52Pity the poor gaunt dead that cannot die
53into the distance with receding oars
54but must roam like outcast dogs on the margins of life,
55and think of them, and with the soul's deep sigh
56waft nearer to them the bark of delivery.
57But for myself, but for my soul, dear soul
58let me build a little ship with oars and food
59and little dishes, and all accoutrements
60dainty and ready for the departing soul.
61And put it between the hands of the trembling soul.
62So that when the hour comes, and the last door closes behind him
63he shall slip down the shores invisible
64between the half-visible hordes
65to where the furthest and the longest sea
66touches the margins of our life's existence
67with wincing unwilling waves.
68And launching there his little ship,
69wrapped in the dark-red mantle of the body's memories
70the little, slender soul sits swiftly down, and takes the oars
71and draws away, away, away, towards the dark depths
72fathomless deep ahead, far, far from the grey shores
73that fringe with shadow all this world's existence.
74Over the sea, over the farthest sea
75on the longest journey
76past the jutting rocks of shadow
77past the lurking, octopus arms of agonised memory
78past the strange whirlpools of remembered greed
79through the dead weed of a life-time's falsity,
80slow, slow my soul, in his little ship
81on the most soundless of all seas
82taking the longest journey.
83Pulling the long oars of a life-time's courage
84drinking the confident water from the little jug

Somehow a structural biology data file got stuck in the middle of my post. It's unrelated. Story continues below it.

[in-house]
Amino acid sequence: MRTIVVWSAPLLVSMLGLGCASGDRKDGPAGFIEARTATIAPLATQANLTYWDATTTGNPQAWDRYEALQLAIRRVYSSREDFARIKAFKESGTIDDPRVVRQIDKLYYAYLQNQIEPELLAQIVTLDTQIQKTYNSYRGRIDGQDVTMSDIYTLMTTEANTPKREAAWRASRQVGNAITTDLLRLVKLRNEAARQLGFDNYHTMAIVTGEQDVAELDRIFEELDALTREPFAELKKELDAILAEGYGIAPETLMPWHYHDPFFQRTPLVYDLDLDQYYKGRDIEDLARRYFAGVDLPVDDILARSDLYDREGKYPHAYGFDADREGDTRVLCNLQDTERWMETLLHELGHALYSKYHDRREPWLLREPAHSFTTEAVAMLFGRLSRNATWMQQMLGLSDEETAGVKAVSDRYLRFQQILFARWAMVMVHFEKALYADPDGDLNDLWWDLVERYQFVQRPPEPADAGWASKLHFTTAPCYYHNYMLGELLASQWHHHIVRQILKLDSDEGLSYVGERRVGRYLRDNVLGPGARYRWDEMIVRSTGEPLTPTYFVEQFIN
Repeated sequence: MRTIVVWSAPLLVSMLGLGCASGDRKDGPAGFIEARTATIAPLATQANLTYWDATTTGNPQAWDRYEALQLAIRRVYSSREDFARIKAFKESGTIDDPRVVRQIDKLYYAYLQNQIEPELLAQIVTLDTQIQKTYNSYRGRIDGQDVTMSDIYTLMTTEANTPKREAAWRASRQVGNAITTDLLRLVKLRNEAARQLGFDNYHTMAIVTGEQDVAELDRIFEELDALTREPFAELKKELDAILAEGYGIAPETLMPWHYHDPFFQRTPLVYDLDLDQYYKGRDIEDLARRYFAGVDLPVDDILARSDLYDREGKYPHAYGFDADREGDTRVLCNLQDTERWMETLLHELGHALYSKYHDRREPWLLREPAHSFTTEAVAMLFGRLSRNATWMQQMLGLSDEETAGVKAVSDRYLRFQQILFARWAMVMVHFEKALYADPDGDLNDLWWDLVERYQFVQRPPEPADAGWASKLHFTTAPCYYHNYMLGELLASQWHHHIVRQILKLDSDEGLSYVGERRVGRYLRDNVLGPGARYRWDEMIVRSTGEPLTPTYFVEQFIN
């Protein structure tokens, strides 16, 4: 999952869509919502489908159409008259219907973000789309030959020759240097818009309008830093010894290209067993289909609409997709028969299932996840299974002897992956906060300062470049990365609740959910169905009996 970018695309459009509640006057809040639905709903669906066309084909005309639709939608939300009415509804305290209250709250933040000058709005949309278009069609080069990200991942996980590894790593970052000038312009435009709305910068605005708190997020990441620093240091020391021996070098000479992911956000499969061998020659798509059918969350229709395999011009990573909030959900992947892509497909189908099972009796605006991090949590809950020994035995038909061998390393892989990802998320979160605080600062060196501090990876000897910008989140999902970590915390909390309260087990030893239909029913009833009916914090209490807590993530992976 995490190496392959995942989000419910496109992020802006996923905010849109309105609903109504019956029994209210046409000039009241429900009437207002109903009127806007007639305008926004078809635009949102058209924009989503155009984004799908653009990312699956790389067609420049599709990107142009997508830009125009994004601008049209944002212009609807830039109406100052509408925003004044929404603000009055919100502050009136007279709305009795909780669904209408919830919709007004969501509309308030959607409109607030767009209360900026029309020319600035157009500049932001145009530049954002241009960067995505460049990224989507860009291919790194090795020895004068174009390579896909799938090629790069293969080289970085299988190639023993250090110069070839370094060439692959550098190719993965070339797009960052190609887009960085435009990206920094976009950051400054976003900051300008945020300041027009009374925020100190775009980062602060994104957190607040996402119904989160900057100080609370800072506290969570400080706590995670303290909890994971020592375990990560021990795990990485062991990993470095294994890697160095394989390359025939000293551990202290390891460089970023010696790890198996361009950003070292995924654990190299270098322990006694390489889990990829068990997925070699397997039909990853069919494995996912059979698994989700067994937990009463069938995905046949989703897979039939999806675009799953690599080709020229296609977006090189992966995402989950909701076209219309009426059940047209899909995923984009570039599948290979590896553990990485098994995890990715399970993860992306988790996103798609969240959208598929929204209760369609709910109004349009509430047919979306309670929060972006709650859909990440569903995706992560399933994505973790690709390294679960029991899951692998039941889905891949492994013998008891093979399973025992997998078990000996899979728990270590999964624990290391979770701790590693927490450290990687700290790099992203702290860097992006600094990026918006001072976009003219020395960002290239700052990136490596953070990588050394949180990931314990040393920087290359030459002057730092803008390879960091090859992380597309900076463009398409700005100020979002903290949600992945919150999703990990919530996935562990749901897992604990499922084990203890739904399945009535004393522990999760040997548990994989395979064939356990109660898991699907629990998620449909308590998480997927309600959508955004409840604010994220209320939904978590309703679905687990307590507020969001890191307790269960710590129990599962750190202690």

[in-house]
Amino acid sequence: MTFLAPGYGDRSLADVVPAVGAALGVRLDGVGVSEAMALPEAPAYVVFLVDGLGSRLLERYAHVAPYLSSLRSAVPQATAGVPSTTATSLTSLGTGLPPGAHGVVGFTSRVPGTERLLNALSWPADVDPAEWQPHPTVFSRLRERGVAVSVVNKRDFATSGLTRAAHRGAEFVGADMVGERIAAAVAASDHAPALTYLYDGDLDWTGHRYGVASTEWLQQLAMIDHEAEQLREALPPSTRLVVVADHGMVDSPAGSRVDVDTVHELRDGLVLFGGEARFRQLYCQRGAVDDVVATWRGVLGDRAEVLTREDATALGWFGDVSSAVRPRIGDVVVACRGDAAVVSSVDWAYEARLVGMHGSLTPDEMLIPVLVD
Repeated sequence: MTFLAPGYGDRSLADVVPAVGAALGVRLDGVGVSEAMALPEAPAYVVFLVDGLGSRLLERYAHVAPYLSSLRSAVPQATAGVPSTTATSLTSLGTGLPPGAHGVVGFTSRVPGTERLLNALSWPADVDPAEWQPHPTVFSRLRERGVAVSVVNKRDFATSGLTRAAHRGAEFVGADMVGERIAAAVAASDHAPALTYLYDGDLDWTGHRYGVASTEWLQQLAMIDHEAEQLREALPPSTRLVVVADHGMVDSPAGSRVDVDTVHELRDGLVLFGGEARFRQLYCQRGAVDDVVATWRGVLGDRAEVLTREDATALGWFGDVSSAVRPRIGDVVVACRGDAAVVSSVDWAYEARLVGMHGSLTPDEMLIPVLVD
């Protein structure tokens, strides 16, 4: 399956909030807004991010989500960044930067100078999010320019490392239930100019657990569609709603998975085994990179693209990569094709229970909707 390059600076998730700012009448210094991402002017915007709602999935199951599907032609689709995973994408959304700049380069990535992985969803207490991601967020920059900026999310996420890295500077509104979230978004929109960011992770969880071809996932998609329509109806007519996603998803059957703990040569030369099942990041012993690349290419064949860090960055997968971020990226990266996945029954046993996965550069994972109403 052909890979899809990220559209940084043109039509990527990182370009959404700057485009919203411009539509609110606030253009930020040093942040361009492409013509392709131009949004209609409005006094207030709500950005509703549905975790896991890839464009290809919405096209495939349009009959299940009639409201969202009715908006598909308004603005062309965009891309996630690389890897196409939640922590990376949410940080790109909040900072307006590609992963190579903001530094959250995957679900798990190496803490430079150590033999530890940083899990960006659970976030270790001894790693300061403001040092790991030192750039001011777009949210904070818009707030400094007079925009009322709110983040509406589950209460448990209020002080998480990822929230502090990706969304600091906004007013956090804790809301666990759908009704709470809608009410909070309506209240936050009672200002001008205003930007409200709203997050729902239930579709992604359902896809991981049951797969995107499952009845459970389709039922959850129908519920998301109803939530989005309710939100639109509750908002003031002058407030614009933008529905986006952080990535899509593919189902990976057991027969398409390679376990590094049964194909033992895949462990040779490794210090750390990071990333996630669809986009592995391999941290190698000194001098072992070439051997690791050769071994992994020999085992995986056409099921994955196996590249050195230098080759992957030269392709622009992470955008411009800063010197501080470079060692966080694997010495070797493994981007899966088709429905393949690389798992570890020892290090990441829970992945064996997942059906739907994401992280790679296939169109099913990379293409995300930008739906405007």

85and eating the brave bread of a wholesome knowledge
86row, little soul, row on
87on the longest journey, towards the greatest goal
88Neither straight nor crooked, neither here nor there
89but shadows folded on deeper shadows
90and deeper, to a core of sheer oblivion
91like the convolutions of shadow-shell
92or deeper, like the foldings and involvings of a womb.
93Drift on, drift on, my soul, towards the most pure
94most dark oblivion.
95And at the penultimate porches, the dark-red mantle
96of the body's memories slips and is absorbed
97into the shell-like, womb-like convoluted shadow.
98And round the great final bend of unbroken dark
99the skirt of the spirit's experience has melted away
100the oars have gone from the boat, and the little dishes
101gone, gone, and the boat dissolves like pearl
102as the soul at last slips perfect into the goal, the core
103of sheer oblivion and of utter peace,
104the womb of silence in the living night.
105Ah peace, ah lovely peace, most lovely lapsing
106of this my soul into the plasm of peace.
107Oh lovely last, last lapse of death, into pure oblivion
108at the end of the longest journey
109peace, complete peace!
110But can it be that also it is procreation?
111Oh build your ship of death
112oh build it!
113Oh, nothing matters but the longest journey.

Notes

17] See Shakespeare's Hamlet III.i.69-32):
For who would bear the whips and scorns of time,
Th' oppressor's wrong, the proud man's contumely,
The pangs of despis'd love, the law's delay,
The insolence of office, and the spurns
That patient merit of th' unworthy takes,
When he himself might his quietus make
With a bare bodkin ...
Back to Line
23] Lines omitted in Last Poems and inserted by Vivian de Sola Pinto and F. Warren Roberts in their definitive Complete Poems (Penguin, 1993): 961, note on 1042. In doing so, they emend "that" (line 23) to "the". Back to Line
Publication Start Year: 
1933
Publication Notes: 
See Roberts A62
RPO poem Editors: 
Ian Lancashire
RPO Edition: 
RPO 2000.
Form: